As a Collaboration Catalyst, you’ll often find yourself responsible for mobilising teams at the start of a project. There are different ways that these teams might have formed – an existing team might have a new challenge presented to them, or a conversation between new connections may identify an opportunity that they can address together.  But sometimes you might also need to bring various specialists and experts together around a problem to be solved.

In their book “Top Dog: The Science of Winning and Losing”, Bronson & Merryman state that ninety-percent of a team’s success is determined before they even start work (h/t Eric Barker). At Bracket, I’ve been continuously improving the way that we get the right mix for creative teams, particularly those including freelancers that may not have previously met.  Of course, you can never tell how people will work together until they actually start, but perhaps there are a few things you can do to start off in the right direction.

As sites like Guru and oDesk become increasingly popular, more companies are choosing freelancers to work on short-term projects. I’d like to share some insight into my process, to help you make good choices in selecting a top creative team.

Start with the individual. When you’ve clarified your project brief, begin by scanning through your network to find potential team members. This is not just about technical ability, but also down to interests or a niche in a specific sector. The great thing about freelancers in particular, is that they keep up-to-date with latest developments in their field. Use this to your advantage to find people that have a real passion for the subject area. Sometimes the ideal candidate will come to you immediately, but often there will be a few that you could choose from.

Do the match-making. Once you have your potential candidates, it’s time to use your best match-making skills to form the team – like fitting the pieces of a jigsaw together. Again, although technical ability will come into this (you’ll want to ensure a spread of skills), it’s also largely about the team dynamic. Consider the principles presented by tools such as Belbin Team Roles and Myer-Briggs Type Indicator, which show that individuals have tendencies and preferences in the way that they work. Diversity across these is important to make a team successful – varying across thinkers, coordinators, visionaries, doers and other types. Although you won’t have personality profiles to hand, you can draw on your personal knowledge of your contacts to create the best fit.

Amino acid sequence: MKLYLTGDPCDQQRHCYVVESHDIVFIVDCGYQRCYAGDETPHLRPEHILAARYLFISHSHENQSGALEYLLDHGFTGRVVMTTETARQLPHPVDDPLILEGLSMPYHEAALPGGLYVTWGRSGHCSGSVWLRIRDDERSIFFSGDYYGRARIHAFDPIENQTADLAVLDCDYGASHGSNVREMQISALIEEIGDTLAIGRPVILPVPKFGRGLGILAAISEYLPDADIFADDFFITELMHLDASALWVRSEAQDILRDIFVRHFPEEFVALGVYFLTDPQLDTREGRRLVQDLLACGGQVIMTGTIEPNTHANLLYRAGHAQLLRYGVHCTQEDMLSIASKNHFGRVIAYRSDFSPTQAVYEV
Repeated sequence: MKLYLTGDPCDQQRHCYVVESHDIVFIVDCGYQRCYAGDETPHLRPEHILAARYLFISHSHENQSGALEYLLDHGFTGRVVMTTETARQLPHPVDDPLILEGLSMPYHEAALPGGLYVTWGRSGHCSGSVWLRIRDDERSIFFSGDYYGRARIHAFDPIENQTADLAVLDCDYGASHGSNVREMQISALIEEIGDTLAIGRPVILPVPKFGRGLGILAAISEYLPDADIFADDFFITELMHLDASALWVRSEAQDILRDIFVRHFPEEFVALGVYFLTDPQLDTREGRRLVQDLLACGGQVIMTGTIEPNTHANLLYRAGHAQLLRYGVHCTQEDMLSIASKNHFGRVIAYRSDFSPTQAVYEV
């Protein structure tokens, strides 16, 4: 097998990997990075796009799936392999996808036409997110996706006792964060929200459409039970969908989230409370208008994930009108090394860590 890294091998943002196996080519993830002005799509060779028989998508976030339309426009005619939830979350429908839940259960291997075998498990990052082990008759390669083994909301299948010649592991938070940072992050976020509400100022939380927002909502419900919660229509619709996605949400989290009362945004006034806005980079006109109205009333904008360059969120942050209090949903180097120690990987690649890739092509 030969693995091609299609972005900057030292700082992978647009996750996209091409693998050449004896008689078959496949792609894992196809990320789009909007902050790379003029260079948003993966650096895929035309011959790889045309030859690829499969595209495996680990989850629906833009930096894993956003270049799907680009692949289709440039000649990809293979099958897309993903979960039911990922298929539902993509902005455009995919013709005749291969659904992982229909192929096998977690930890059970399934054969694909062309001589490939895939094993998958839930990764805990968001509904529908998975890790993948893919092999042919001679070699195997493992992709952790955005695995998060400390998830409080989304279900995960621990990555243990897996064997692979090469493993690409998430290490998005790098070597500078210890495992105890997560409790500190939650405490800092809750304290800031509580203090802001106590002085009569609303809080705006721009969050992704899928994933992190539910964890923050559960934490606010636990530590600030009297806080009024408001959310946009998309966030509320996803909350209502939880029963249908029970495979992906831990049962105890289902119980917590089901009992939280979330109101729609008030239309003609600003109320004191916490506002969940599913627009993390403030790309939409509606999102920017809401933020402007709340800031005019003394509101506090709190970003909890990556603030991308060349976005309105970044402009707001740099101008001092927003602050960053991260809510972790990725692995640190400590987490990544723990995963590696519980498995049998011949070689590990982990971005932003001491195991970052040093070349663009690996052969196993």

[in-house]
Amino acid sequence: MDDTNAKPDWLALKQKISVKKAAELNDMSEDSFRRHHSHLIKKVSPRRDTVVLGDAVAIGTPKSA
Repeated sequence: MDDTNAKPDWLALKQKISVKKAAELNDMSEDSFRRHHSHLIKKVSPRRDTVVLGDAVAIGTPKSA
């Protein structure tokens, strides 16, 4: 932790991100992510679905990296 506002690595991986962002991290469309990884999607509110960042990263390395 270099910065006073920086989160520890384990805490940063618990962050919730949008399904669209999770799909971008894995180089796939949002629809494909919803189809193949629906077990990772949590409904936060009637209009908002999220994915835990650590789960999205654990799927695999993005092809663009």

Build the team personality/identity.  A Collaboration Catalyst is instrumental in identifying the personality of the team and putting the foundations in place to help people work to the best of their ability.  Think of this as the forming, storming and norming stages of Tuckman’s team development theory, before the work actually begins. This can sometimes be a relatively quick process, but it happens nonetheless. My approach is to get all team members together at the start, regardless of when their main input will be, to build the project based on everyone’s expertise. It’s an opportunity for team members to understand everyone’s roles, see how everything fits together, and get a sense of the bigger picture. Because each team has a different ‘personality’, there is no one-size-fits-all process for collaboration. Therefore, develop a unique workflow for each team based on how members like to work, their preferences for communication and the dynamic.

Building teams for creative and innovation projects – where the content is often subjective – is not a straightforward process based on just technical skills. A great team dynamic can make the difference between good project and an excellent project. So it’s worth taking a strategic and considered approach to building the team, before the work actually starts.